NightlifeNightlife in Argentina is just about as eclectic as you can get and you will have ample opportunity to try a bit of what you know and love, as well as experiencing some new things characteristic to the country. From the urban centres that are at the cutting edge of the modern art world to the provincial towns where local customs rule, Nightlife in Argentina is something to be explored, understood and above all, enjoyed. Theatre In terms of theatre, Argentina is a great place to catch an interesting performance and cultural calendars are full up throughout the year in the big cities. Avenida Corrientes in the City of Buenos Aires is where the largest concentration of theatres can be found. Productions can be anything from local Argentine theatre groups to large international performances. Theatre fanatics should not miss the opportunity to visit Córdoba's stunning Teatro del Liberador San Martín or an atmospheric production staged in the Jesuit Crypt. Restaurants A good meal will never be far away in Argentina and there is an enormous range of restaurants throughout the country. Mendoza has some of Argentina's most top notch eateries and your dining experience is made even more unforgettable by the exquisite wines produced in the region. Buenos Aires is at the height of style and experimental modern cuisine - between the neighbourhoods of southern San Telmo and northern Recoleta you can find anything from traditional Argentine grills, italian restaurants, all you can eat buffets and swankily designed modern lounges. For more wholesome bohemian style munch check out student filled Nueva Córdoba in Argentina's Córdoba, whilst traditional Argentine fare is at its best in Salta. Music, Bars and Nightclubs local bar in Buenos Aires The Argentine music scene is one of the most eclectic in all Latin America and is what makes the nightlife in Argentina so special. This musical diversity is apparent throughout the country in live music venues, bars and nightclubs. Whilst the rhythm of the tango is sure to characterise much of your trip to Argentina, there is much more in the way of music just waiting to be discovered... Classical music can be heard all over the country and the Casa de Cultura in Salta is an especially good place to see some as it is also home to the Salta Symphonic Orchestra. Salta is also probably your best bet for catching some traditional Argentine music and dance. The city of Buenos Aires has a bit of everything and some particularly good live music locales where jazz and blues is the order of the day. For clubs and bars you can't fail to have a good time as Argentina is home to millions of different places filled with party people. If you are looking for a modern music scene with international big name dj's and impressive venues, you can't do much better than Buenos Aires. Clubs and bars in Argentina's trendy capital are at the forefront of modern entertainment and you can find just about anything from electro, house, drum 'n' bass and techno to funk, soul, salsa and tango. Take a peek at our guide to Entertainment in Buenos Aires for more information. And the fun doesn't stop outside BA, if it's glamour and glitz you're after then head straight to Rosario, where the party isn't complete without some VIP's. For a more relaxed vibe join the students in Córdoba or you could always sweat it out with the fun loving party animals in Mendoza or Bariloche. Nightclubs and bars in Salta tend to be more traditional and latin american music abounds.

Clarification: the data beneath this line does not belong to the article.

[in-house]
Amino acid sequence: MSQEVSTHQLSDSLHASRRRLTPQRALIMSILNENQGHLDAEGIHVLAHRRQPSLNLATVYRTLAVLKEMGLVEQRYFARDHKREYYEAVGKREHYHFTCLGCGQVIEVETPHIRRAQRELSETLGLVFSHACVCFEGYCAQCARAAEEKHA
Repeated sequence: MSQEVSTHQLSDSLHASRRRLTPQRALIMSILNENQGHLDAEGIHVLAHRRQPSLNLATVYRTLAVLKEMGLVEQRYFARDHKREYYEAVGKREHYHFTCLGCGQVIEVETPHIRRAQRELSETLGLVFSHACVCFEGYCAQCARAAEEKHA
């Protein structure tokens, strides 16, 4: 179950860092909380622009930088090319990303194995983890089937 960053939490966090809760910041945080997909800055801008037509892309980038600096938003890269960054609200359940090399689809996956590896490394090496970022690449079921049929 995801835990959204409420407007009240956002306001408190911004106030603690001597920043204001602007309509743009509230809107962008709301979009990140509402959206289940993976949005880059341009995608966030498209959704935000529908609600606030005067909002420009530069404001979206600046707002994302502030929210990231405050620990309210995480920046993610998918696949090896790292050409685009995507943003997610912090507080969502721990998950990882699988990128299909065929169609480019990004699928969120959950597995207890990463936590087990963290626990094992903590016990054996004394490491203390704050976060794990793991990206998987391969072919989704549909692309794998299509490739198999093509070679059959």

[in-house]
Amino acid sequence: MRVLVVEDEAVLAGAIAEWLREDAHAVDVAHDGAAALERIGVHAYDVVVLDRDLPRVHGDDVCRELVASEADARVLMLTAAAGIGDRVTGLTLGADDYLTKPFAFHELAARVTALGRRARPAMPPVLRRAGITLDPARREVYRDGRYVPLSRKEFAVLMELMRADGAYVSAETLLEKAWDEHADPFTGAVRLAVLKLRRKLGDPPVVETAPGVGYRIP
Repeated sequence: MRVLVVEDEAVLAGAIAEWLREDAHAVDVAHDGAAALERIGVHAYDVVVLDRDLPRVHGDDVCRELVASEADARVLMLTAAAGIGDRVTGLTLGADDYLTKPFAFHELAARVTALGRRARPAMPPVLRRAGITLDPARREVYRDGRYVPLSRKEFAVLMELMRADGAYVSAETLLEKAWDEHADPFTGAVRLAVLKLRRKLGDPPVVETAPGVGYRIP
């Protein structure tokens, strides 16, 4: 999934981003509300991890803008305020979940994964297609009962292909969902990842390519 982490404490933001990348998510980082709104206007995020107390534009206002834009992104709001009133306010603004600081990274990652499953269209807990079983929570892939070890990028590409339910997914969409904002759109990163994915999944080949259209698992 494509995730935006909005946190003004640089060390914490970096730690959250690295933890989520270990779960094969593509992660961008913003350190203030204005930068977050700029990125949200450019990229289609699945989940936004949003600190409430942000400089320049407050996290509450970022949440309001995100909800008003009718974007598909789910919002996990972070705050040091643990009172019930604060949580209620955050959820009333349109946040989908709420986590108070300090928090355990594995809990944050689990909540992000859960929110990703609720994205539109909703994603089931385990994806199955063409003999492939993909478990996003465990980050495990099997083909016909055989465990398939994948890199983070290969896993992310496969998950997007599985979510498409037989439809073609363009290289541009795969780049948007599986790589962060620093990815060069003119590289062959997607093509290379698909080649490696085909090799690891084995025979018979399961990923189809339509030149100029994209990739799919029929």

Culture and historyAlong with numerous nomadic tribespeople, two main indigenous groups existed in Argentina before the European arrival. In the northwest, near Bolivia and the Andes, was a people known as the Diaguita, while further south and to the east were the Guarani. Together the Diaguita and the Guarani constitute the origins of permanent agricultural civilization in Argentina, both developing the cultivation of maize. The Diaguita are also remembered for having successfully prevented the powerful Inca from expanding their empire into Argentina from what is now Bolivia. It was perhaps a legacy of this successful resistance that enabled the native peoples of Argentina to carry on a prolonged campaign against colonization and rule by the Spanish. The first Spaniard to land in Argentina, Juan de Solis, was killed in 1516, and several attempts to found Buenos Aires were stymied by the local inhabitants. Inland cities were more successful, and it wasn't until the late 16th century that Buenos Aires was securely established. Despite its military success, indigenous resistance was inexorably weakened by the introduction of diseases from Europe. Even after the native threat became minimal, however, Argentina was still mostly neglected by Spain, which was more interested in developing Lima and the riches of Peru. Buenos Aires was forbidden to trade with foreign countries, and the city became a smuggler's haunt. The restrictive trade Img0041.jpg (26523 bytes)policy probably did little to endear Spain to the colonists. The British attacked Buenos Aires in 1806 and 1807, as Spain's had come under the control of Napoleonic France. The colony managed to repulse Britain's attacks without any assistance from their mother country, an act of strength that no doubt helped to foster the region's growing sense of independence. When the French captured Spain's King Ferdinand VII, Argentina fell completely under the rule of the local viceroyalty, which was highly unpopular. The locals rebelled against the viceroyalty and declared their allegiance to the captive king. By 1816, the deep division between Argentina and its mother country had become quite apparent, and a party of separatists decided to declare the country's independence. One of the new patriots, Jose de San Martin, crossed the Andes and captured Lima. Along with Simon Bolivar, Martin is credited with breaking the shackle of Spanish rule in South America. Early independence in Argentina was marked by an often bitter struggle between two political groups: the Unitarists and the Federalists. The Unitarists wanted a strong central government, while the Federalists wanted local control. Argentina's culture has been greatly affected by its immigrant population, mostly European. Their influence contributed to the demise of pre-Columbian cultures, resulting in the lack of a dominant indigenous population. The European immigrant groups each adopted different roles. The Basque and Irish controlled sheep rearing, the Germans and Italians established farms, and the British invested in developing the country's infra- structure. Img0063.jpg (21767 bytes)More than one-third of the country's 32 million people live in Buenos Aires, the capital, which along with other urban areas accounts for almost 90% of the total population. The principal indigenous peoples are the Quechua of the northwest and the Mapuche in Patagonia. Other marginal groups include the Matacos and Tobas in the Chaco and other northeastern cities. There are strong Jewish and Anglo-Argentine communities throughout the country; small communities of Japanese, Chileans and Bolivians; and enclaves of Paraguayan and Uraguayan residents. The universal language of Argentina is Spanish, but many natives and immigrants keep their mother tongues as a matter of pride.